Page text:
Almost 60% of the 63 rare birds species that breed in the UK have seen an increase in their numbers over the past decade, according to the State Of The UK’s Birds report.

Previously endangered species that are now thriving, thanks to conservation work, include the osprey, corncrake, avocet, cirl bunting and stone-curlew.

ospreyOspreyDr David Noble, from the British Trust for Ornithology, said: ‘That some of our rarer birds have responded to targeted conservation action is great news. It shows just what can be achieved.’

However, the report, which is now in its 10th year, also revealed that some of our more common bird species are faring less well, with only one-third of common species increasing over the past decade.

Although only 28% of endangered species decreased in that time span, four out of every 10 common species saw their numbers fall. They include the linnet, nightingale, swift, guillemot, starling, house sparrow and red grouse.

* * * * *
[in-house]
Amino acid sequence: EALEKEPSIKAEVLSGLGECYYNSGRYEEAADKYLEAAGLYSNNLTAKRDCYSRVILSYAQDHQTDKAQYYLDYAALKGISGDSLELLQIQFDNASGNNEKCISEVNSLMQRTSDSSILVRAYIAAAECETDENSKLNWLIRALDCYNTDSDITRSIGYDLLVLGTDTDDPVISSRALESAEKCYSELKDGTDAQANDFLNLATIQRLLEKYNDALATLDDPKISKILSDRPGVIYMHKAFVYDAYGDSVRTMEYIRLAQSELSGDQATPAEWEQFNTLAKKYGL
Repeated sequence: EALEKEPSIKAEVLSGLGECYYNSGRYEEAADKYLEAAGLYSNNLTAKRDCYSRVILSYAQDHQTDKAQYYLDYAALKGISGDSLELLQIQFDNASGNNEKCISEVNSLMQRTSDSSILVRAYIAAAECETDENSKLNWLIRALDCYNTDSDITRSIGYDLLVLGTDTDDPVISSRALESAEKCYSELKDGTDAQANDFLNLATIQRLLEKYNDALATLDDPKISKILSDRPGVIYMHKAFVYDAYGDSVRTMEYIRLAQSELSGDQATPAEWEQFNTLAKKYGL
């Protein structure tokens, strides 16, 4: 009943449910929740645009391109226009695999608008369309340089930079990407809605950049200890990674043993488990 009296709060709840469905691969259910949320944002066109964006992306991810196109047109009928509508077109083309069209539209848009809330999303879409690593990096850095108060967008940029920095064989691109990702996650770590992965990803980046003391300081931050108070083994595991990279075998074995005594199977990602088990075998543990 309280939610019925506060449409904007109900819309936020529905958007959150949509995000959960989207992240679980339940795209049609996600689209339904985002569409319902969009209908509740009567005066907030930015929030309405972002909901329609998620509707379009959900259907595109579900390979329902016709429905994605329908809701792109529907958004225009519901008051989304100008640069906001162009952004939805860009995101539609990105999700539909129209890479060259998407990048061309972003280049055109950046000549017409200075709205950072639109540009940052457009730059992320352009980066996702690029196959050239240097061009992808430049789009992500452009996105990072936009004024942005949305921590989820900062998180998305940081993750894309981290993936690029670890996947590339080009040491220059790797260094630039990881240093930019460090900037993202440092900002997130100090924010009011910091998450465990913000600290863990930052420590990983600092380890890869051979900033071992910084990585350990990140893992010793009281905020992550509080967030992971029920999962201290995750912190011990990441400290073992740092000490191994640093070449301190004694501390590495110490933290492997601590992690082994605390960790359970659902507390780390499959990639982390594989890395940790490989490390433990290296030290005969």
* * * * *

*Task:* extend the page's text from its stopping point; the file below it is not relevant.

House SparrowHouse sparrow

Dr Noble added: ‘We need to continue some of the lessons we have learned with rarer birds to help our more common birds.’

Dr Mark Avery of the RSPB agreed: ‘We’ve enjoyed some cracking conservation success, including removing some threatened species from the Red List.

‘However, our triumphs are countered by continued declines of some widespread species, such as the skylark, kestrel, willow warbler and grey partridge.’

grey partridgeGrey partridge

For more information about attracting wildlife to your garden, visit www.rspb.org.uk/hfw

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